Another example of multi-objective path planners that consider these three factors (path length, path safety, and path smoothness) is found in Reference [22]. Nevertheless, in this case, smoothness is treated as a secondary objective. The variation on this algorithm consists of developing a novel hierarchical global path planning algorithm in a cluttered environment, minimizing the path length, and maximizing the path smoothness with a particle swarm optimization with an accelerated update methodology based on Pareto, getting an efficient computational time algorithm. To sum up, this method has three steps of computation: first, the obstacles, space limitations, and space of safety are set, and the triangular decomposition method is applied to find free space; the second step uses Dijkstra’s algorithm to generate the collision-free path; finally, Multi-Objective Particle Swarm Optimization (MOPSO) function is employed to obtain the optimal path, based firstly on path length and then on path smoothness. Some proposed methods are able to avoid prioritizing one factors over others, while still obtaining efficient results. Hence, Reference [23] or [24] describe path planners that are able to compute the shortest paths, while considering smoothness criteria, and they do so without increasing the computation times.
Table 1 summarizes the main characteristics of all the different references about path planning methods evaluated in this paper. The main factors that influence path planning are smoothness, path length, and path safety. Social acceptance has only been employed as a factor in one of the papers. As depicted, most of the multi-objective path planning algorithm employs fitness functions.
In order to compare these approaches, they can be divided into two big groups: uni-objective path planners and multi-objective path planners.
Uni-objective path planners are useful only for specific purposes, where it is possible to always prioritize a certain factor above all.
Multi-objective path planners, on the other hand, allow prioritizing the factors which are considered more relevant for each situation. Furthermore, their capability of involving more factors makes them more adequate to adapt to different contexts and to react in dynamic unpredictable settings, such as daily life scenarios. The use of fitness function, in particular, adds the advantage to adapt the path planning to each particular situation just adjusting the factors in the function. This capability also eases using the same algorithms in different robots. The main disadvantage of multi-objective path planners is that they may require more computation time, depending on the considered factors. This disadvantage is not really significant, as there are already interesting path planning options [23,24] allowing the use of path length, path safety, and smoothness factors without increasing computational time.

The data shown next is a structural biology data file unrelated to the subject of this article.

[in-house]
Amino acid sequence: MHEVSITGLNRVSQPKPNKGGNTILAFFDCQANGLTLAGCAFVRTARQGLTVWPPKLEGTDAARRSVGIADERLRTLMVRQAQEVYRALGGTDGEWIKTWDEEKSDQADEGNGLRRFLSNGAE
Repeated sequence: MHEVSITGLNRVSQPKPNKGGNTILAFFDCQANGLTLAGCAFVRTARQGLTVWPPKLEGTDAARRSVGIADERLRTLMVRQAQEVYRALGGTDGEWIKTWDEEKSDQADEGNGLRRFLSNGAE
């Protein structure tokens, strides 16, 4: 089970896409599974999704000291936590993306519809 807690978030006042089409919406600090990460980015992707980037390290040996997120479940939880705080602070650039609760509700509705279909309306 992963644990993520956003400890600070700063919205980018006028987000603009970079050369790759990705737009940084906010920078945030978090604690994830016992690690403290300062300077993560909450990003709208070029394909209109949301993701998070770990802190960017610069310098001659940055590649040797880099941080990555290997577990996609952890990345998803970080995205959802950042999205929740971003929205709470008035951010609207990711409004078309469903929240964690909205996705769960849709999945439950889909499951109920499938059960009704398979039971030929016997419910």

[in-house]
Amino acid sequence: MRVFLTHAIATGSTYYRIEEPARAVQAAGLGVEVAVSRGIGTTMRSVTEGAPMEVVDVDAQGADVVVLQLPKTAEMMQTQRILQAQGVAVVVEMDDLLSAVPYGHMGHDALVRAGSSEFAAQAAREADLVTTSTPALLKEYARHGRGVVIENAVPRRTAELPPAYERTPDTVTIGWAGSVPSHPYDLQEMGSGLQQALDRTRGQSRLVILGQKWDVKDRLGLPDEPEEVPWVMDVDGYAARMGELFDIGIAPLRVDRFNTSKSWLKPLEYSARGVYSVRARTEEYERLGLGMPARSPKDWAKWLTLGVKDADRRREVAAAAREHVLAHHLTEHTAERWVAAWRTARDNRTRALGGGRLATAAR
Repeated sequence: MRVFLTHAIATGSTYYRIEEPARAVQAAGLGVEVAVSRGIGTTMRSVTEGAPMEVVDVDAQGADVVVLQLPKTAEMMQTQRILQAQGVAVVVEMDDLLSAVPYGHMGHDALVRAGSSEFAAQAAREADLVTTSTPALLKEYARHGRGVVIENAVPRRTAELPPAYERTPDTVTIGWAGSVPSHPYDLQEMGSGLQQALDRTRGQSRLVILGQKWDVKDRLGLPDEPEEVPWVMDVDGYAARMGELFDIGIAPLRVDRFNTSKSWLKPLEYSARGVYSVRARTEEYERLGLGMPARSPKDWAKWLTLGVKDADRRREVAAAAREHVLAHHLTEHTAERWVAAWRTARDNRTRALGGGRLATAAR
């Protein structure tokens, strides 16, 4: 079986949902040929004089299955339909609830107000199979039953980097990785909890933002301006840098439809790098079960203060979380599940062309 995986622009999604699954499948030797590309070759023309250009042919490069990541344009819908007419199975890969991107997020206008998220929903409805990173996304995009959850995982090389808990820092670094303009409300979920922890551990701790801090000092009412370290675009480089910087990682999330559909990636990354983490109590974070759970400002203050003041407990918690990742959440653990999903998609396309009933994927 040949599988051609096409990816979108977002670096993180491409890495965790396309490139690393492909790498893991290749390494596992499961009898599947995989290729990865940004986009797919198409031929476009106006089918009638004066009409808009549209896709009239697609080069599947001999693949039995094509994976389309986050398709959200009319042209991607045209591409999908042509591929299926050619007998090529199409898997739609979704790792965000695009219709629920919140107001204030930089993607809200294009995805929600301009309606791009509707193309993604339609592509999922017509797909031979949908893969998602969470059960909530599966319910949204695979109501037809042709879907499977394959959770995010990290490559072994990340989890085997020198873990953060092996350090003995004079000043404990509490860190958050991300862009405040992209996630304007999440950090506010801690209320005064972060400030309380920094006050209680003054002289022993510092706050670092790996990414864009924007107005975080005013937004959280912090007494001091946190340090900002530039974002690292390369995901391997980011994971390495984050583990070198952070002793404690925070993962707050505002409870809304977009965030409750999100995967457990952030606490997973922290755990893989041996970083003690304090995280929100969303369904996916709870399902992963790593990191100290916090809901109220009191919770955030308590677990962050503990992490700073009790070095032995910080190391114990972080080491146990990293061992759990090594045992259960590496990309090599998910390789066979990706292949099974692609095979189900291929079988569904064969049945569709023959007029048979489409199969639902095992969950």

Not all multi-objective path planners rely on the same factors. Hence, some algorithms use the three factors (maximize smoothness, minimize path length, and maximize path safety). These path planners suit contexts in which none of these factors should be neglected. Their drawback is that those resulting paths may not be the shortest ones.
The most common multi-objective path planners use two factors. Path length and path safety are usually employed, as these planners obtain the fastest paths to arrive safely at the goal. However, generated trajectories may not be efficient, nor socially adequate. Some other planners consider path safety or smoothness. While these path planners are useful for social robots, the path obtained may not be efficient in terms of consumption or path length.

3. Computing Smoothness Factor in Path Planning

As other authors state [6,8,21], path smoothness is a concept directly related to energy and time consumption. So, in the context of the Path Planning (PP) problem, the smoothness objective tries to minimize the number of sudden turns along the path. By sudden turns, it is referred to those turning points along the path where the robot needs to stop, turn, and start moving again.
Hence, a smooth path is one that will most likely require the robot never to stop. At most, the robot will have to reduce its speed depending on the curve. This definition leads to the intuition that a robot will take less time to traverse a smooth path than a non-smooth one. Moreover, robots should consume less energy when following smooth paths, as stop-and-start sequences for motors are avoided. These sequences represent significant consumption peaks. One objective of this paper is to check the validity of this intuition.